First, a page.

[Wine] Wine + Windows Partition + Registry

L. Rahyen research at science.su
Wed Feb 14 04:43:22 CST 2007

Wednesday February 14 2007 09:41、Declan Moriarty さんは書きました:
> On Wed, 2007-02-14 at 01:48 +0000, Jim Stapleton wrote:
> > I have a windows partition (XP), with a few applications I'd like to
> > run on it while in BSD:
> > Microsoft Office XP (for the occasional doc that OO doesn't like)
> > Corel Photopaint 9 or X3
> > Trillian (not needed but would be nice)
> > and a few games.
> >
> >
> > The games run fine, pretty much like in windows, but they have fewer
> > directx errors and crashes :-)
> >
> > Office gets annoyed when I open winword.exe in wine, it says that
> > office hasn't been installed for this user. I figured it was some
> > registry goof, and I could probably fix it. My first attempt involved
> > booting windows, saving the registry (.reg), then reopening it in
> > notepad and saving it as ASCII as the default is unicode. I rebooted
> > back into BSD, mounted the windows partition to /data/wine/drive_c and
> > did:
> > $ cat /data/wine/drive_c/registry_dump.reg | sed -e 's/\\/\\\\/g' >
> > /data/wine/win_reg_dump.reg
> >
> > Next I moved all the default wine .reg files in it's base directory to
> > the same file name, but prepended with "_", and moved
> > /data/wine/wine_reg_dump.reg with system.reg
> >
> > When I ran wine, it recreated the defaults, and overwrote the
> > system.reg file made from wine_reg_dump
> >
> >
> > Anyone have a good way to fix this not involving crossover? Possibly
> > an application that takes a windows registry save, ascii, and converts
> > it to a wine registry file, and/or merges the two?
> I have managed this sort of thing with regedit /export in XP and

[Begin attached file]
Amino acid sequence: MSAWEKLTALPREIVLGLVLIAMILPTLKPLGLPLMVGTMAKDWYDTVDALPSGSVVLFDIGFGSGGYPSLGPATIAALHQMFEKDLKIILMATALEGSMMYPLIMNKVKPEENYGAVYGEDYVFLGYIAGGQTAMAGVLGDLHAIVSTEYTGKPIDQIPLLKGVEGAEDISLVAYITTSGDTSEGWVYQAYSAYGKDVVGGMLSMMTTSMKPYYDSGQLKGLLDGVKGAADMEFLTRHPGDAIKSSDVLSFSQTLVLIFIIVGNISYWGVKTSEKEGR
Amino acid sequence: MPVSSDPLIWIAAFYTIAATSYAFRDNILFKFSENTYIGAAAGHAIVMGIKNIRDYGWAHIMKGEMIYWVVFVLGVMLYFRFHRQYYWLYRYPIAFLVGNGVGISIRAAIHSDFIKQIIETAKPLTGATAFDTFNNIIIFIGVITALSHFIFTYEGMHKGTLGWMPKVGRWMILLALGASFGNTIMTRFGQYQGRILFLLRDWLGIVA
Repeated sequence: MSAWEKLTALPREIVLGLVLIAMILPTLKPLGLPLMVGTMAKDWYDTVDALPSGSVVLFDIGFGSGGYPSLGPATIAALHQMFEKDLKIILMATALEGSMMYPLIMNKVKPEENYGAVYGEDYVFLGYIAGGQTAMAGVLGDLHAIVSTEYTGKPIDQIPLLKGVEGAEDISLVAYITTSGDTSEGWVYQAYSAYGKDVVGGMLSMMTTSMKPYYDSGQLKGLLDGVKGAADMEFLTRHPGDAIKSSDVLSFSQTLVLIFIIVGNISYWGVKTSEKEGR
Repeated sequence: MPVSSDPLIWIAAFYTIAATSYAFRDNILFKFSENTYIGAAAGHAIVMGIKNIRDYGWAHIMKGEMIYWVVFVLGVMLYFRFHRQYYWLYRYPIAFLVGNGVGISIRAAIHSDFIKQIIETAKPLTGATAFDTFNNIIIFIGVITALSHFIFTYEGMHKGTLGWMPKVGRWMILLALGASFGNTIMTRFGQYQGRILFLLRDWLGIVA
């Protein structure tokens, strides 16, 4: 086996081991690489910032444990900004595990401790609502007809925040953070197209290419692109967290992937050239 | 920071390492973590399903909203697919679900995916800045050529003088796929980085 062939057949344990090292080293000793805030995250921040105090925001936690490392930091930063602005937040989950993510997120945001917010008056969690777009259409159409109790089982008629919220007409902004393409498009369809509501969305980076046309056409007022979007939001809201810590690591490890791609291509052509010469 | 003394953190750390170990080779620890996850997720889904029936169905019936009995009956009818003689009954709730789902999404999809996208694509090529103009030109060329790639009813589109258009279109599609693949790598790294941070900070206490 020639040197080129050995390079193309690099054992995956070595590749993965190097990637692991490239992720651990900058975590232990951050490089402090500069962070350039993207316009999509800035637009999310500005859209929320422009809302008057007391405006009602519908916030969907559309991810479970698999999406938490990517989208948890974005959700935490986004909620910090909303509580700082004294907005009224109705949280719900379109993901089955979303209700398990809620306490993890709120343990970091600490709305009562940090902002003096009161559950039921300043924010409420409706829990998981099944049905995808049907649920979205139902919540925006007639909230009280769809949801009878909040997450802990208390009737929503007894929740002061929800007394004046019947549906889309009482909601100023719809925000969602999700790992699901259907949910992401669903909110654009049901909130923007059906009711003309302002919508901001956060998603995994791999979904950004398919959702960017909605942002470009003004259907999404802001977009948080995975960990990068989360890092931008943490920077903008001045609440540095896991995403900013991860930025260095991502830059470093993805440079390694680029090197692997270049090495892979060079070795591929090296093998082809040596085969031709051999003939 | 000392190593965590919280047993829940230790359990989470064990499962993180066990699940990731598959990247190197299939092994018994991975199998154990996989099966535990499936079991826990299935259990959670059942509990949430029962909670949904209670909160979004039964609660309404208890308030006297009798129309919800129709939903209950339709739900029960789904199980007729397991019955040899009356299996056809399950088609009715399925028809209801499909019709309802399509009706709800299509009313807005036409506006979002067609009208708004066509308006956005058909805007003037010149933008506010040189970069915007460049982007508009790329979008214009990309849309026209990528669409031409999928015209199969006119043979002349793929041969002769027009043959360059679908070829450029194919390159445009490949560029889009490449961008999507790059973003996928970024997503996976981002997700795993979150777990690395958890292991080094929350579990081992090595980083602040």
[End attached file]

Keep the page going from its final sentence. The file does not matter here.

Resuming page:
> regedit/import in wine.
> The result wasn't perfect.  I got caught on these long  digit keys
> various programs wanted. A better way to go at it might be to search the
> installation for some file of registry keys (usually lying around)

	Better way to first try to install under Wine and see if it works. Then (and 
only then) you may try to bypass installation if program doesn't work without 
installing (that is, have some stupid registry keys that cannot be created at 
startup of the software because of stupidity of its developers). You may also 
want to monitor what files programs create, change or use under Windows. To 
do this, run VMWare or QEmu with clean Windows...
	(If you not yet familiar with virtual machines read this note) NOTE: You 
*really* need virtual machines otherwise you will face a lot of problems 
because it is impossible to have clean Windows on real computer, it always 
will become dirty very quckly - just one unusual factor or software conflict 
(most installers use "conflicts" to prevent you from clean second 
installation) can affect installation and of course it is impossible to 
uninstall software under Windows if you didn't perform full monitoring of at 
least first installation and first run. It is much simpler and faster just to 
revert Windows to previous (clean) snapshot when necessary.
	...Then use regmon and filemon (see 
http://www.microsoft.com/technet/sysinternals/FileAndDisk/Filemon.mspx or use 
the Google) to monitor and collect all important information about what 
registry keys and files was touched by installation process and first run 
after installation. It is important to install to clean Windows to prevent 
any conflicts. If you try to install almost any commercial software second 
time it WILL conflict with itself and results of your monitoring will be 
wrong - not full or even worse, incorrect and useless. In practice many 
programs can work with keys from the registry even if these keys was a little 
wrong because of unclean installation (i.e. not all keys was imported to Wine 
registry or state of imported keys is "broken", etc.) but sometimes this 
break the software and it doesn't work even if it should and can work under 
	But in real-world you really should try to install the software under Wine 
first. In fact, I didn't used above "techniq" for years... Most Windows 
programs I need work great and installs without using native dlls from 
Windows or Windows itself. Some don't but often simpler approaches to bypass 
the installation exists - for example searching in the Google for 
ready-to-use simple instructions (you can find such instructions for 
Photoshop and some other programs). But if your software isn't very popular 
and it is unknown does it work under current version of Wine or not, and you 
did try to install it (under Wine) and that has failed, and if you think that 
there is a chance that the software may work under Wine if you bypass its 
installation - try what I described above.

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